There are many threads discussing this same, or a related, issue in this forum, and there are several suggestions how to go about it. Without rehashing all that, I’ll just say that Dreamhost’s filesystem (DH uses Debian Linux), and the way *nix operating system permissions work, make what you are trying to do rather complicated.
If you check the DH Wiki and read up on permissions, users, and ftp, if you are not totally confused you will see that, simply put, on DH every directory/file is “owned” by exactly one user - while there are “workarounds” involving the creation of “groups” and the use of “chown” and “chmod”, they are at best problematic for everyday use, inconvenient, and difficult to manage. To do so involves a lot of machinations, some domain remapping, and other unecessarily complicated (for what you are trying to accomplish) stuff.
That said, there are a other ways ways to approach the same functionality for what you are trying to do:
- Establish a subdomain (user.yourdomain.tld) for each user, make it fully hosted, and let the user manage their files from there. You will need to login as that user to “conveniently” share control of those files.
a) Since they run as their own user, you can easily prevent other users from being impacted by anything “ill advised” (inordinate resource usage, spam, etc.) that they do
b) your directories are not “cluttered” with their files.
a) You have to log into the panel or ftp using their user/pass to manipulate their files.
b) You can’t really control, other than disk space limitations, what they do (scripts they run, etc.) from their “space” conveniently.
- Using the directory structure you described above (/home/.dataglob/yourusername/yourdomain.tld/users/username or /home/.dataglob/yourusername/yourdomain.tld/username),what has worked best for me is simply providing them with a “filemanager” cgi program.
This is “better” to my way of thinking because I don’t have to worry about the users learning/borking the use of an ftp client, I end up the *nix “owner” of all the files, and it is “easy” for them to use and for me to set up.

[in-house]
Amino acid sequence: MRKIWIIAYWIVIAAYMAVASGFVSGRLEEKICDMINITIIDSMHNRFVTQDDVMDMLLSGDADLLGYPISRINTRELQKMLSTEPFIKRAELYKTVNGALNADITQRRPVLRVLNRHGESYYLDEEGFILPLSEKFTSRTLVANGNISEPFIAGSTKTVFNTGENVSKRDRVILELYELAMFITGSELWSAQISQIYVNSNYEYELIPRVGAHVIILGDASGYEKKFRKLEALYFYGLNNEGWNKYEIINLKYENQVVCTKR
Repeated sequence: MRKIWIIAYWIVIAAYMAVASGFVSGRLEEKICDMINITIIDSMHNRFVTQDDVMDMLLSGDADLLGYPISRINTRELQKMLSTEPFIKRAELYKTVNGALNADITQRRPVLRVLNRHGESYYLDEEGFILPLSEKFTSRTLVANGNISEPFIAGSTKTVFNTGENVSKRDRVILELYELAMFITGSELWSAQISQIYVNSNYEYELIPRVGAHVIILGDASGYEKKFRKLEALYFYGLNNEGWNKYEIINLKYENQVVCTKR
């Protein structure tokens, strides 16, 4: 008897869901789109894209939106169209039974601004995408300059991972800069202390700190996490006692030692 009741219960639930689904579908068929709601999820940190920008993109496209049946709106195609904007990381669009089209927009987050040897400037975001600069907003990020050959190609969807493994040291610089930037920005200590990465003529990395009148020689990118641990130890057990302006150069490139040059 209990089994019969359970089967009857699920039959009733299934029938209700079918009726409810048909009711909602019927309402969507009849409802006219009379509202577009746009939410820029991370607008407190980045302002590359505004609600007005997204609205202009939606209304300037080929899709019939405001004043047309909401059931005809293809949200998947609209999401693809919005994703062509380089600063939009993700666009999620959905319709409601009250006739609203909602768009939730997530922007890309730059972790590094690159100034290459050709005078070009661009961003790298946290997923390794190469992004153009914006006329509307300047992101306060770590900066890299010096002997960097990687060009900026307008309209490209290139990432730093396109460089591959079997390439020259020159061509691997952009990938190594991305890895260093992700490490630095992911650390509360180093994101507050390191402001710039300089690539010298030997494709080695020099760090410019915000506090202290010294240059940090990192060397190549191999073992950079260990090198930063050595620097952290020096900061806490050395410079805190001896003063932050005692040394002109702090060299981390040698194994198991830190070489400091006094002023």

I recommend a perl program for this, as there are no problems with PHP’s filesize lilmits for uploads. The “cleanest/simplest” program I have found for this is ffileman v.08, because it is so simple for me to install and for the users to use (though there are others that work just as well - check hotscripts.com for more chioces than you will want to wade through!) This provides them with a “limited” ftp-like facility that you can control to a greater degree, and since your user owns all the files, you can manipulate the contents of the directory conveniently. Installling the script I suggested it is very simple:
Download the archive from sourceforge (see the provided link)
Extract the file(s) from the tarball (or the zip file)
Edit the “script” (just a text file) to add username/password, and a couple of other things (well documented!)
Upload it via ftp to a directory on your server
Set the permission on the script file to “755”
Navigate to the script’s url, and enjoy.
You can also avail yourself of several scripts that manage all this for you - while most cost money, there is a very servicable “free” version of a more powerful commercial script named EasyHost from cyberscripts.net, that automates this even more, and gives you even greater control.
Frankly, I think either method 2 or method 3 is far preferable than trying to allow other users ftp space that you want to be delivered under your domain.